When you take your car in for an emissions test, they’re basically measuring the effectiveness of your catalytic converter, among other things. The catalytic converter is responsible for reducing the amount of harmful gases that make it from your car out into the atmosphere.

How Does a Catalytic Converter Work?

Combustion engines that power our vehicles put off a lot of harmful gases that would be exhausted into the environment if they were just expelled straight from the engine of our cars. By running the engine’s exhaust through the catalytic converter on its way out, most (up to 90%) of these gases are neutralized into harmless gases. The catalytic converter, a pack of honeycomb or bead shaped ceramic, oxidizes the gases on their way through the exhaust system, which changes their molecular structure.

What is Being Neutralized?

The catalytic converter is designed to neutralize the three most harmful, most abundant gases that are exhausted from our vehicles:

  • Nitrogen Oxides: Cause smog and acid rain. They are converted to nitrogen and oxygen.
  • Carbon Monoxide: Crowds out the oxygen in air-breathing animals (including us). It is converted into carbon dioxide.
  • Hydrocarbons: Produce smog. They are converted into water and carbon dioxide.

Environmentally friendly advancements in the auto industry have refined the catalytic converter so it can neutralize more gases, and have reduced the amount of harmful gases produced by the engine in the first place.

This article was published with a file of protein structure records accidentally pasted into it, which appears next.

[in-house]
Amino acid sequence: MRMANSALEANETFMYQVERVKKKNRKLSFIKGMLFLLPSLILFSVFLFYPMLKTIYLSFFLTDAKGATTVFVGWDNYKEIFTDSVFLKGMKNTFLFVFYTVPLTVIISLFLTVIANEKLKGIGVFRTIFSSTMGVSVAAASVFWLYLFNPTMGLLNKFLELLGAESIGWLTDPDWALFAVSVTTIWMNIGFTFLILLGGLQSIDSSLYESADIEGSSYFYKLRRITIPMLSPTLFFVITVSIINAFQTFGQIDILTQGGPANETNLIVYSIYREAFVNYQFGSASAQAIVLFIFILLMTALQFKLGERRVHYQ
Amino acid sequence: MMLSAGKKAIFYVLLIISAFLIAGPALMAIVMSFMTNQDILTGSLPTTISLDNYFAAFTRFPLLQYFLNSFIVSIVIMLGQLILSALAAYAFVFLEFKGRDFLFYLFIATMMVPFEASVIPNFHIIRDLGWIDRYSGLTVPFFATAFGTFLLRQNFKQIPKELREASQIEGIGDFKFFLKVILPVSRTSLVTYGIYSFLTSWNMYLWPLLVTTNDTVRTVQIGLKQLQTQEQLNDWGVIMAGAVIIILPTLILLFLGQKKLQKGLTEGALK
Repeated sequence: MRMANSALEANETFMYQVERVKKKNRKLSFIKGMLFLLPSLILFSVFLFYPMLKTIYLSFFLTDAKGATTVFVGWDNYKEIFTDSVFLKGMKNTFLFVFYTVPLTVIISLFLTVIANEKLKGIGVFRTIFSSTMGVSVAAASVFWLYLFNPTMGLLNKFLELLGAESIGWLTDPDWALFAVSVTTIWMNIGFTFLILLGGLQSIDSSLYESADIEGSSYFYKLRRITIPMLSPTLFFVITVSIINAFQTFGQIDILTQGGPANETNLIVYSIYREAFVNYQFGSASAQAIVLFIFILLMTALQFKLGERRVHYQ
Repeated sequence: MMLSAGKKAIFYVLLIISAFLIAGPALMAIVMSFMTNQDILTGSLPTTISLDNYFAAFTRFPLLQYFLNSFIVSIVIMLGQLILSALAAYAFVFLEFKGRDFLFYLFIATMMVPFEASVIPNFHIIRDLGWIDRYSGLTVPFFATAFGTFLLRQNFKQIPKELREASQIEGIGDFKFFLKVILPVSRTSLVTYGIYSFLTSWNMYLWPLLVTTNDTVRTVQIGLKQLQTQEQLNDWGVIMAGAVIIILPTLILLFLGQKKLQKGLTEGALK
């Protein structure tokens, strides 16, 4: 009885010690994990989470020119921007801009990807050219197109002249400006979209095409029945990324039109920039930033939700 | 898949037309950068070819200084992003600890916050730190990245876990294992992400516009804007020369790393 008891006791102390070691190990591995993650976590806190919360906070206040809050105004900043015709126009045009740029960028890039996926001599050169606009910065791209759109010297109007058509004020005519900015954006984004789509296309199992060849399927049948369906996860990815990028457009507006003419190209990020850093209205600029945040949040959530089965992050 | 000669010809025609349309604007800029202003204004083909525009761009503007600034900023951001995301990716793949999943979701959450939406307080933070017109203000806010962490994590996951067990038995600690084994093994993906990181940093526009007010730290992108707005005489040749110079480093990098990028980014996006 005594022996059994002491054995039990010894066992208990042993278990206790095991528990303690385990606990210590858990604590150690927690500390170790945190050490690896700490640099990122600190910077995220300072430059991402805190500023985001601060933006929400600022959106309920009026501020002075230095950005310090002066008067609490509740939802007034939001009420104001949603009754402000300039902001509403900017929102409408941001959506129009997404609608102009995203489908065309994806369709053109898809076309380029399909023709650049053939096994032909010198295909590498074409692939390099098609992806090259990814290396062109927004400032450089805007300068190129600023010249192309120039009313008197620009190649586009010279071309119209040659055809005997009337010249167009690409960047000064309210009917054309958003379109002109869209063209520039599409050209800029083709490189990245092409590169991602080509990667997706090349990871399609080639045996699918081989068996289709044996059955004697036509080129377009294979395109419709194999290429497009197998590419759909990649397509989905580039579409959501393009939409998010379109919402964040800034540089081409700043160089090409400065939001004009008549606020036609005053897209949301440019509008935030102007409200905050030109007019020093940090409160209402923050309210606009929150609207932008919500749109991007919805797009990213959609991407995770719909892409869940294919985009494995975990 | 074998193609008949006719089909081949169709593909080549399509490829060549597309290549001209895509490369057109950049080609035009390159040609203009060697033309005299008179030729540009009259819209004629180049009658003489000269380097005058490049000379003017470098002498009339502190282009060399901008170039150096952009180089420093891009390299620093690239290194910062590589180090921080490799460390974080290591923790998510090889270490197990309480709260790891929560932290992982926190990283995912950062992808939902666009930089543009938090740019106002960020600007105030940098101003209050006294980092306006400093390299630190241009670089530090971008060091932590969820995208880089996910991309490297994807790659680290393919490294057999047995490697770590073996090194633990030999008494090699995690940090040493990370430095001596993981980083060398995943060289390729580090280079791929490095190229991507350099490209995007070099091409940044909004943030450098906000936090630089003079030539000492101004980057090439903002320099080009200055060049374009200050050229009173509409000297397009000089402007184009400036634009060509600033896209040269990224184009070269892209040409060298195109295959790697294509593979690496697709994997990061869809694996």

Replacing Your Catalytic Converter

A catalytic converter usually lasts for the life of a vehicle, but there are cases where it fails. If your catalytic converter fails, it’s usually because it has become saturated with contaminants, or it is clogged. Malfunctions in the engine that send unusual amounts, or altered exhaust through the catalytic converter can cause these problems. Bad exhaust valves or failing spark plugs are often the culprits. Signs that your catalytic converter is having a problem include:

  • Your gas mileage decreases.
  • You push on the gas, but your car doesn’t accelerate.
  • Your RPMs are not climbing at their normal rate.
  • The engine stalls after a few minutes of running.

Bringing your car in for regular maintenance on the ignition system is the best way to avoid problems with the catalytic converter. Different states have different requirements for the effectiveness of the catalytic converter, with California being the most stringent. If you need to have your catalytic converter replaced, be sure to use a mechanic who is certified for the repair in your state.

Categories: Automotive Info

Recent Posts

Related Posts

  • electric vehicle battery component in layers

    As an EV owner, understanding your vehicle's battery is critical. From its capacity to its lifespan, and everything in between, we'll guide you through what you need to know to optimize your EV experience. So buckle up and get ready - we're about to shed some light on the electrifying world of EV batteries. What [...]

  • woman looking at her smoking engine on side of road

    If your car is running hot, it can be a sign that something’s not right with your engine. Fortunately, diagnosing the cause of an overheating engine isn't too difficult if you know what to look for and how to address it. Keep reading if you want to learn the most common issues that occur when [...]

  • red car exhaust smoking on street

    Your vehicle's exhaust system serves a critical role in managing the byproducts of the combustion process and ensuring optimal engine performance. The appearance of colored smoke from the exhaust pipe, either when stationary or accelerating, can provide valuable clues to underlying mechanical issues. What is a car exhaust? A car exhaust is a system [...]